He is also working on a study that tries to differentiate between the two effects in each of the fiscal stimulus used in crisis times.

He also says the current package is garbage :

This is probably the worst bill that has been put forward since the 1930s. I don’t know what to say. I mean it’s wasting a tremendous amount of money. It has some simplistic theory that I don’t think will work, so I don’t think the expenditure stuff is going to have the intended effect. I don’t think it will expand the economy. And the tax cutting isn’t really geared toward incentives. It’s not really geared to lowering tax rates; it’s more along the lines of throwing money at people. On both sides I think it’s garbage. So in terms of balance between the two it doesn’t really matter that much

He does not like the Obama team either

Well, presumably Larry Summers is not an idiot.

[laughs] That is another conversation. I have known him for 25 years, and I have opinions about that.

Well, presumably Christina Romer is not an idiot if you’re…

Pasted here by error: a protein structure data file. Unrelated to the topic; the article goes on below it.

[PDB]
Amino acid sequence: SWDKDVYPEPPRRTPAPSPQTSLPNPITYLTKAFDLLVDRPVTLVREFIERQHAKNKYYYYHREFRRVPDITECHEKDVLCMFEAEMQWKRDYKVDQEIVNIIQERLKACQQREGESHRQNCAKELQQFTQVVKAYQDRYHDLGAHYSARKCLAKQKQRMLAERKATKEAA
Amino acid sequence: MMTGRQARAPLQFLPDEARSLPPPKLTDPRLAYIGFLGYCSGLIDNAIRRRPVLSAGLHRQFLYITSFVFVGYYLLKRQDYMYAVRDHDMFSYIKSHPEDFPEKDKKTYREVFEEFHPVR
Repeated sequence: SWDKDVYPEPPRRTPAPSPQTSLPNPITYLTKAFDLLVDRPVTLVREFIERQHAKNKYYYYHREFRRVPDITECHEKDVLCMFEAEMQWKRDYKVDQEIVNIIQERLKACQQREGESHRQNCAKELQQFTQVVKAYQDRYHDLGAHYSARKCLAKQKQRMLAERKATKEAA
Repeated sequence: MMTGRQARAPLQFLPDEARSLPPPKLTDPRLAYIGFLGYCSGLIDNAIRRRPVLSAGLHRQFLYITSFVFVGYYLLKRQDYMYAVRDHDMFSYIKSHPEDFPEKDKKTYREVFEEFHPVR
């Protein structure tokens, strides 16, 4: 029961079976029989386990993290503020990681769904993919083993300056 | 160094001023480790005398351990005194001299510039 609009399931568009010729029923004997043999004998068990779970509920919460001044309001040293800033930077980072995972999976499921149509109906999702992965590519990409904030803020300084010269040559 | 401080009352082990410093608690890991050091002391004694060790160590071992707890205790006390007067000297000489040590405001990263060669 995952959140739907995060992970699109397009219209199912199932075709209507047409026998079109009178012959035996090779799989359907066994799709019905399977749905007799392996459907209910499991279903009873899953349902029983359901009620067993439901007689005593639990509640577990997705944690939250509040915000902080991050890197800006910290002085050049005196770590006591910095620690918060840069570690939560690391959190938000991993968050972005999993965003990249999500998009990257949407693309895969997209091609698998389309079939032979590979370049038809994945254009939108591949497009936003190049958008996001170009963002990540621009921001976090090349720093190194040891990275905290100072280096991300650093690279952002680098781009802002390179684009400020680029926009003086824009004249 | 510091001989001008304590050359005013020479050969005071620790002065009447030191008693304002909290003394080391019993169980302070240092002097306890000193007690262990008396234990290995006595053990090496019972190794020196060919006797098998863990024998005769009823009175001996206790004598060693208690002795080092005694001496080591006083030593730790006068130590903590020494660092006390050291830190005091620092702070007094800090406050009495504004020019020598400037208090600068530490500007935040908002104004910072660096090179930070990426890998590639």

They’ve brought in some reasonable people in terms of economic advisors. I don’t know what impact they’re having, and I suppose they have different views on Keynesian macroeconomics than I have. But I’m giving you my opinion about it.

I think Geithner is a good appointment. I think he’s going to focus on what really matters, which is the financial system and the housing market. That’s where they should be putting their efforts. That’s where the problems came from.

He also takes on Krugman:

Do you read Paul Krugman’s blog?

Just when he writes nasty individual comments that people forward.

Oh, well he wrote a series of posts saying he thought the World War II spending evidence was not good, for a variety of reasons, but I guess…